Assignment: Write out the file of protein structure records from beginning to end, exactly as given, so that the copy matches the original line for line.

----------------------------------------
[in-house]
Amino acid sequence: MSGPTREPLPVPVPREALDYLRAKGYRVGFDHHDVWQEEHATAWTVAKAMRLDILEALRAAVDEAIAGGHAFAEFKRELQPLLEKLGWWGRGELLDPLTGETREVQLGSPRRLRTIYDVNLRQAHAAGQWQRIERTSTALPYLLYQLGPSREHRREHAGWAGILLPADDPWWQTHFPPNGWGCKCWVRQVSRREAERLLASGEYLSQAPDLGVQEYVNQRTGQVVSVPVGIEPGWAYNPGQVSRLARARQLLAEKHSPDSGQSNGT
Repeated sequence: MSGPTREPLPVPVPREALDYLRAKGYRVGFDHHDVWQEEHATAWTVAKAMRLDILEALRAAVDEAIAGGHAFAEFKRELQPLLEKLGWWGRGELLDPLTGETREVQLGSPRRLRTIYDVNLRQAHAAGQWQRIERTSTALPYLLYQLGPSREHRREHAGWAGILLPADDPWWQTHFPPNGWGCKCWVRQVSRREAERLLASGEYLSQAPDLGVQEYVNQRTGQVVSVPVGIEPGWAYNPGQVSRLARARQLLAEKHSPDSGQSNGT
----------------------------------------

[in-house]
Amino acid sequence: MSGPTREPLPVPVPREALDYLRAKGYRVGFDHHDVWQEEHATAWTVAKAMRLDILEALRAAVDEAIAGGHAFAEFKRELQPLLEKLGWWGRGELLDPLTGETREVQLGSPRRLRTIYDVNLRQAHAAGQWQRIERTSTALPYLLYQLGPSREHRREHAGWAGILLPADDPWWQTHFPPNGWGCKCWVRQVSRREAERLLASGEYLSQAPDLGVQEYVNQRTGQVVSVPVGIEPGWAYNPGQVSRLARARQLLAEKHSPDSGQSNGT
Repeated sequence: MSGPTREPLPVPVPREALDYLRAKGYRVGFDHHDVWQEEHATAWTVAKAMRLDILEALRAAVDEAIAGGHAFAEFKRELQPLLEKLGWWGRGELLDPLTGETREVQLGSPRRLRTIYDVNLRQAHAAGQWQRIERTSTALPYLLYQLGPSREHRREHAGWAGILLPADDPWWQTHFPPNGWGCKCWVRQVSRREAERLLASGEYLSQAPDLGVQEYVNQRTGQVVSVPVGIEPGWAYNPGQVSRLARARQLLAEKHSPDSGQSNGT